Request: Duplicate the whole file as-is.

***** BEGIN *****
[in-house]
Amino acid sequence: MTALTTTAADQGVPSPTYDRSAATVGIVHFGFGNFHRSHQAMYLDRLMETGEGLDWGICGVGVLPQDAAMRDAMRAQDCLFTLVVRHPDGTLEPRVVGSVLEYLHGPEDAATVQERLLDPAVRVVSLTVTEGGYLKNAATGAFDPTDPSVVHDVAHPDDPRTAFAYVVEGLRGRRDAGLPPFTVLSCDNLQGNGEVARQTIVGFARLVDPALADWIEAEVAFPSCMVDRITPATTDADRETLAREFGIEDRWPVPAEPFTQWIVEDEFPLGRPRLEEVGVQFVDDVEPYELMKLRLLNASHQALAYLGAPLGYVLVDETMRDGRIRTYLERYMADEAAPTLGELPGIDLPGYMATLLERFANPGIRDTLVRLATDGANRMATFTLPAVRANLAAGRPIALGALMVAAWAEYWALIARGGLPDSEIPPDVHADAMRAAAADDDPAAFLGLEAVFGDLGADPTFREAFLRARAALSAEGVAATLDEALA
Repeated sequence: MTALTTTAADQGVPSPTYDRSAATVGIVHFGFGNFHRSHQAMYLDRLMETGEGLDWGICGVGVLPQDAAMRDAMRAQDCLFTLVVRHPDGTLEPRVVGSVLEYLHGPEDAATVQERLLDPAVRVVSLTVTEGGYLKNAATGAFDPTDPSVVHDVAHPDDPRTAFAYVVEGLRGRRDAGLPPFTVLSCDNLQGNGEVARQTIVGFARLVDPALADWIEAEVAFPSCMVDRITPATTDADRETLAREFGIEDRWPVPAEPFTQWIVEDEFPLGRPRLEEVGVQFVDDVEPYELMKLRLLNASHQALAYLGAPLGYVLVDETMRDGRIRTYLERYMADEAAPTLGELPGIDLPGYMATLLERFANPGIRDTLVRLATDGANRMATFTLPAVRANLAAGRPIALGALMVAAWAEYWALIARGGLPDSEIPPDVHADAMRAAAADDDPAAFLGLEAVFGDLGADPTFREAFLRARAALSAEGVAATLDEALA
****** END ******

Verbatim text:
[in-house]
Amino acid sequence: MTALTTTAADQGVPSPTYDRSAATVGIVHFGFGNFHRSHQAMYLDRLMETGEGLDWGICGVGVLPQDAAMRDAMRAQDCLFTLVVRHPDGTLEPRVVGSVLEYLHGPEDAATVQERLLDPAVRVVSLTVTEGGYLKNAATGAFDPTDPSVVHDVAHPDDPRTAFAYVVEGLRGRRDAGLPPFTVLSCDNLQGNGEVARQTIVGFARLVDPALADWIEAEVAFPSCMVDRITPATTDADRETLAREFGIEDRWPVPAEPFTQWIVEDEFPLGRPRLEEVGVQFVDDVEPYELMKLRLLNASHQALAYLGAPLGYVLVDETMRDGRIRTYLERYMADEAAPTLGELPGIDLPGYMATLLERFANPGIRDTLVRLATDGANRMATFTLPAVRANLAAGRPIALGALMVAAWAEYWALIARGGLPDSEIPPDVHADAMRAAAADDDPAAFLGLEAVFGDLGADPTFREAFLRARAALSAEGVAATLDEALA
Repeated sequence: MTALTTTAADQGVPSPTYDRSAATVGIVHFGFGNFHRSHQAMYLDRLMETGEGLDWGICGVGVLPQDAAMRDAMRAQDCLFTLVVRHPDGTLEPRVVGSVLEYLHGPEDAATVQERLLDPAVRVVSLTVTEGGYLKNAATGAFDPTDPSVVHDVAHPDDPRTAFAYVVEGLRGRRDAGLPPFTVLSCDNLQGNGEVARQTIVGFARLVDPALADWIEAEVAFPSCMVDRITPATTDADRETLAREFGIEDRWPVPAEPFTQWIVEDEFPLGRPRLEEVGVQFVDDVEPYELMKLRLLNASHQALAYLGAPLGYVLVDETMRDGRIRTYLERYMADEAAPTLGELPGIDLPGYMATLLERFANPGIRDTLVRLATDGANRMATFTLPAVRANLAAGRPIALGALMVAAWAEYWALIARGGLPDSEIPPDVHADAMRAAAADDDPAAFLGLEAVFGDLGADPTFREAFLRARAALSAEGVAATLDEALA